For overseas shipment, it is recommended that irradiated chicken is frozen and stored at 0°F (-17.8°C).

Requests

If this is your first trade lead request, please start by adding your company’s name in our online Trade Lead Request Form. There are not any costs for using the USAPEEC Trade Lead process.

Add the details of your company, contacts and product request specifics. 

After your request is submitted, the USAPEEC staff will get to work finding the appropriate supplier for your needs. The supplier will then contact you directly to start the negotiating process.

If this is your first trade lead request, please start by adding your company’s name in our online Trade Lead Request Form. There are not any costs for using the USAPEEC Trade Lead process.

Add the details of your company, contacts and product request specifics.

After your request is submitted, the USAPEEC staff will get to work finding the appropriate supplier for your needs. The supplier will then contact you directly to start the negotiating process.

Welcome back! Please start by searching our database for your company’s name, URL, or email in our online Trade Lead Request Form.

After your company is found, add your product request details and remember to update any company and contact information. Once your request is submitted, the USAPEEC staff will get to work finding the appropriate supplier for your needs. The supplier will then contact you directly.

Welcome back! Please start by searching our database for your company’s name, URL, or email in our online Trade Lead Request Form.

After your company is found, add your product request details and remember to update any company and contact information. Once your request is submitted, the USAPEEC staff will get to work finding the appropriate supplier for your needs. The supplier will then contact you directly.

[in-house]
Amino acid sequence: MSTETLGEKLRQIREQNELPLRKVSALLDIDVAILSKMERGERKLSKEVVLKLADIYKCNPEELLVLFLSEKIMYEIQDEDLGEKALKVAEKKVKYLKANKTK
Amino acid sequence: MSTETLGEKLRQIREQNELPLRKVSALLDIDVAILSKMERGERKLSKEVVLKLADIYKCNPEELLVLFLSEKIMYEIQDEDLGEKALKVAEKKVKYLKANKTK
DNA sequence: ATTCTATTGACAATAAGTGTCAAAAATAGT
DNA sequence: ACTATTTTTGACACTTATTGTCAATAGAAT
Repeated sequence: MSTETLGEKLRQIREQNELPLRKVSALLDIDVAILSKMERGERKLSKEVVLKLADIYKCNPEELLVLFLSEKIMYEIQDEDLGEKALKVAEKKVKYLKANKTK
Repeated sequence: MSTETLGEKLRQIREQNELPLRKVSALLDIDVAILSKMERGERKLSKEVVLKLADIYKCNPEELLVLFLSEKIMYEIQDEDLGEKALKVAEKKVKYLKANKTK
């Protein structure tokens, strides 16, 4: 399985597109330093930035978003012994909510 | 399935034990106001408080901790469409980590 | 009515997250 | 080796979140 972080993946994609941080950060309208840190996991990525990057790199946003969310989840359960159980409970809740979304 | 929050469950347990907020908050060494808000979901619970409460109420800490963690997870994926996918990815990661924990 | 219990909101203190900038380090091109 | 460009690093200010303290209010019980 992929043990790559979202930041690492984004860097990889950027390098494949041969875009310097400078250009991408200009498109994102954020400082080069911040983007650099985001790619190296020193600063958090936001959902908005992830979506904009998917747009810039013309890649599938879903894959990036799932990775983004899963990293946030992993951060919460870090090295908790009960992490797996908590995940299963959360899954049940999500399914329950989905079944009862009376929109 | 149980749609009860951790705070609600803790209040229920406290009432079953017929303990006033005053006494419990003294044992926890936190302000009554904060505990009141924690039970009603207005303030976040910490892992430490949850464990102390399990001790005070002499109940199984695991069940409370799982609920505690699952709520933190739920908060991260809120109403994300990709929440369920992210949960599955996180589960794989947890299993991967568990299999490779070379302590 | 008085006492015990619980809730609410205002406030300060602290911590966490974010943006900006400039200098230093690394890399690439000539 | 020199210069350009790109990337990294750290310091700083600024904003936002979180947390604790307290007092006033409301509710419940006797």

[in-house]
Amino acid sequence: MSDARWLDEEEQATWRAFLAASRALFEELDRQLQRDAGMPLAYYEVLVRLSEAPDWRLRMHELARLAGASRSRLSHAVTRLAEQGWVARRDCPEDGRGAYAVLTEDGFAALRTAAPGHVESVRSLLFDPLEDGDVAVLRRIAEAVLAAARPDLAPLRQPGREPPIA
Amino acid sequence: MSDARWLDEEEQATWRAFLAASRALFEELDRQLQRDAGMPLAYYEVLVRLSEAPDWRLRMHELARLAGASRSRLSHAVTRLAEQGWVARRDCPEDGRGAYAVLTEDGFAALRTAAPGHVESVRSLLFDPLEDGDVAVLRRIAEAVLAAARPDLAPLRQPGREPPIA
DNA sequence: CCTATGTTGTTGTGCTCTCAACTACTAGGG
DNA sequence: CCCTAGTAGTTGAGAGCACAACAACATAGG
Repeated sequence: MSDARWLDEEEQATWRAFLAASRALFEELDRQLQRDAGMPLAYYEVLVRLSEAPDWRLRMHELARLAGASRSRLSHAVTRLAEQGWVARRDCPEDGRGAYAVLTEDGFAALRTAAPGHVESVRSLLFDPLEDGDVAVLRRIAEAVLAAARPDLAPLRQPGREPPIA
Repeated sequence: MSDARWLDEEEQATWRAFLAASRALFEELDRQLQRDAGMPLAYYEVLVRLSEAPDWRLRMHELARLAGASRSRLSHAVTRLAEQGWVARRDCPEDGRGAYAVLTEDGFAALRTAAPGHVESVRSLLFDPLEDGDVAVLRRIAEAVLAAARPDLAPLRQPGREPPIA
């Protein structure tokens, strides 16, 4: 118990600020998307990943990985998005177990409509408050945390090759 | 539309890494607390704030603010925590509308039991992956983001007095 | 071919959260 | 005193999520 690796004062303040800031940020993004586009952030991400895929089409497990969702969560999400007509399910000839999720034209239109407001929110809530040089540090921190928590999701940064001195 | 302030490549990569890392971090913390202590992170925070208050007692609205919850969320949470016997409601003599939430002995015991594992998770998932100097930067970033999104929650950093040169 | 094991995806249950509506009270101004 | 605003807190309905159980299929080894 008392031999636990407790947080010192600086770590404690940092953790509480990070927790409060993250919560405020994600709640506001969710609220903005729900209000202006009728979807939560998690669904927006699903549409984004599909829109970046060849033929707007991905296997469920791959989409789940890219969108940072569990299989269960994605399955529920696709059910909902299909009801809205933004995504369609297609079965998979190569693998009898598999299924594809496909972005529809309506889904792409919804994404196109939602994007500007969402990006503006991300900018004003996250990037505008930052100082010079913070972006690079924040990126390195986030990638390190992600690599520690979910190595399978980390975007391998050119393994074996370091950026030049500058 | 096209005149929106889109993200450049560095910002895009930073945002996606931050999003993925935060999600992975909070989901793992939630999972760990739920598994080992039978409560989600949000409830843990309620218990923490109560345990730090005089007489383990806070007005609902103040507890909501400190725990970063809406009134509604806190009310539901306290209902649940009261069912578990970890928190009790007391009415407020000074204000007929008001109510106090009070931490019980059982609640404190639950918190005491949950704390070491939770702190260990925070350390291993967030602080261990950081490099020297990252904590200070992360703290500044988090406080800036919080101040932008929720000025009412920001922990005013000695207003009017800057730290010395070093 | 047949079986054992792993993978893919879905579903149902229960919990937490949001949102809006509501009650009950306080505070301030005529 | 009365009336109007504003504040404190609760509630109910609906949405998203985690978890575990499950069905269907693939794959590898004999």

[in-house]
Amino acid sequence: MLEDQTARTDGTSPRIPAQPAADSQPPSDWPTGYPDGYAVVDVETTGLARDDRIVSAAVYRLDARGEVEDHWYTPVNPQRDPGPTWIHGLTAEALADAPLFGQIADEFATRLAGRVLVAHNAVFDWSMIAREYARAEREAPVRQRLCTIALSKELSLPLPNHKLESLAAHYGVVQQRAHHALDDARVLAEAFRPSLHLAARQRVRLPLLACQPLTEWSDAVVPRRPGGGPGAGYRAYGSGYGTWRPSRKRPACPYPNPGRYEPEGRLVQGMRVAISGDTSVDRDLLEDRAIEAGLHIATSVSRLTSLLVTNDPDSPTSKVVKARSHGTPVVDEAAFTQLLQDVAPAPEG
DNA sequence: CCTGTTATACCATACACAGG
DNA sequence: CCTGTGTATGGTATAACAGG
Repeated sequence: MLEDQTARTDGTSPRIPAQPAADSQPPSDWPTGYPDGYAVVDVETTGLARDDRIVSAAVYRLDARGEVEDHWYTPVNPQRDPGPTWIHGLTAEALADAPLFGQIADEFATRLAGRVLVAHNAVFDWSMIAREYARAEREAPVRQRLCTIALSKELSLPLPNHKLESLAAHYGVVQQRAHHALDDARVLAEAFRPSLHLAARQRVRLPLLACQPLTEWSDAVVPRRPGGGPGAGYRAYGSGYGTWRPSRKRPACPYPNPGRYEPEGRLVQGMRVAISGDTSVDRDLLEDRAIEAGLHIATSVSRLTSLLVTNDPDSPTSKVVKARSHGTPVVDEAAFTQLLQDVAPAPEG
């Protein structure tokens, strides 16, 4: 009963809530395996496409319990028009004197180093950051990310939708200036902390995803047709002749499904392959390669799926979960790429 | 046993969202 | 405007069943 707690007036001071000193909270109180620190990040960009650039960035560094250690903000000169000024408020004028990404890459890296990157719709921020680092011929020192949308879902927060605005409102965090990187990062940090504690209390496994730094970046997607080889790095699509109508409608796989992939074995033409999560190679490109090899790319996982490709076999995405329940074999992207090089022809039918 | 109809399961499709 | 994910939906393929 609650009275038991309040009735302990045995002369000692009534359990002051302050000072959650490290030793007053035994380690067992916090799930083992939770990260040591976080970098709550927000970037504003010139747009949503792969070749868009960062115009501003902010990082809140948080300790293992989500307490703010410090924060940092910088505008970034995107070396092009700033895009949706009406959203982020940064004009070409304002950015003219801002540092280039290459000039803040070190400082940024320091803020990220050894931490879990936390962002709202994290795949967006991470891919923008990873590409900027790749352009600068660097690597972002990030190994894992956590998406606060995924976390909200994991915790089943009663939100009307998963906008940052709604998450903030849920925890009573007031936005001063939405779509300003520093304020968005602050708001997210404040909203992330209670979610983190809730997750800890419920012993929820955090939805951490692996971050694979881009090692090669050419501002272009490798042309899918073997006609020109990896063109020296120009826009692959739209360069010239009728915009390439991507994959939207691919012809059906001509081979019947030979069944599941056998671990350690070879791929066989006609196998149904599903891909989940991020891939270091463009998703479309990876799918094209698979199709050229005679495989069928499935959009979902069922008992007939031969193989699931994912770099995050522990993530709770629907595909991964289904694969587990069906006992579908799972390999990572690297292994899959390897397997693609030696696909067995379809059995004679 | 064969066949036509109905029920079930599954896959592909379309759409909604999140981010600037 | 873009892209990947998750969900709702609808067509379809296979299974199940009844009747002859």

Fill out our online PRODUCTS REQUEST FORM to help us find the perfect supplier for your company.

USAPEEC is a trade association supported by U.S. Suppliers with the ability to fast-track your needs at no extra cost.

Please fill out all required fields.
USAPEEC will then research and qualify your request in order to find the best fit for the needs of your company.
Once your request is qualified, it will be made available on a database accessible by USAPEEC Member Suppliers.
Suppliers that can meet your product needs will contact you directly and start the process of fulfilling your request.
The supplier will negotiate with you about products, pricing, terms, and credit.
Products are then shipped to your port of destination and will arrive based on the agreements made with your supplier.

Sustainable for a Growing World

America’s corn farmers have a vested interest in sustainably feeding a growing world. We are doing this not only by working and engaging with our animal agriculture and industry allies, but also with non-traditional partners, like the Environmental Defense Fund.

Since 1980, corn farmers have diligently accomplished numerous achievements: 68 percent decrease in soil loss, 36 percent decrease in greenhouse gas emissions, and 44 percent decrease in required energy to produce a bushel of corn.